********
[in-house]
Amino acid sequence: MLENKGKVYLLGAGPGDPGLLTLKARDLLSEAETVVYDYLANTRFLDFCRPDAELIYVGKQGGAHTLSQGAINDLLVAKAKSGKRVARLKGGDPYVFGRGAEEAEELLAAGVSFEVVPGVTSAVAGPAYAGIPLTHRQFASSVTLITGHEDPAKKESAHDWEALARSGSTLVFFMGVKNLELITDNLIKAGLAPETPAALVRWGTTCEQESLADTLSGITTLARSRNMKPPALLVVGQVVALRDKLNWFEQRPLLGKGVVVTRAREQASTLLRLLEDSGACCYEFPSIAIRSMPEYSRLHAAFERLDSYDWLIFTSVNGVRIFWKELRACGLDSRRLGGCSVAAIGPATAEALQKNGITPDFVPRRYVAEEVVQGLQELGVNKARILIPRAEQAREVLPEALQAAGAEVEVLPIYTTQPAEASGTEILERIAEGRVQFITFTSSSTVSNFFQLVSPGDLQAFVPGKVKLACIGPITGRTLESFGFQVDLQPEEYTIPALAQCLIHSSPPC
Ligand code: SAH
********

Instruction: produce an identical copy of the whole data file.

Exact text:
[in-house]
Amino acid sequence: MLENKGKVYLLGAGPGDPGLLTLKARDLLSEAETVVYDYLANTRFLDFCRPDAELIYVGKQGGAHTLSQGAINDLLVAKAKSGKRVARLKGGDPYVFGRGAEEAEELLAAGVSFEVVPGVTSAVAGPAYAGIPLTHRQFASSVTLITGHEDPAKKESAHDWEALARSGSTLVFFMGVKNLELITDNLIKAGLAPETPAALVRWGTTCEQESLADTLSGITTLARSRNMKPPALLVVGQVVALRDKLNWFEQRPLLGKGVVVTRAREQASTLLRLLEDSGACCYEFPSIAIRSMPEYSRLHAAFERLDSYDWLIFTSVNGVRIFWKELRACGLDSRRLGGCSVAAIGPATAEALQKNGITPDFVPRRYVAEEVVQGLQELGVNKARILIPRAEQAREVLPEALQAAGAEVEVLPIYTTQPAEASGTEILERIAEGRVQFITFTSSSTVSNFFQLVSPGDLQAFVPGKVKLACIGPITGRTLESFGFQVDLQPEEYTIPALAQCLIHSSPPC
Ligand code: SAH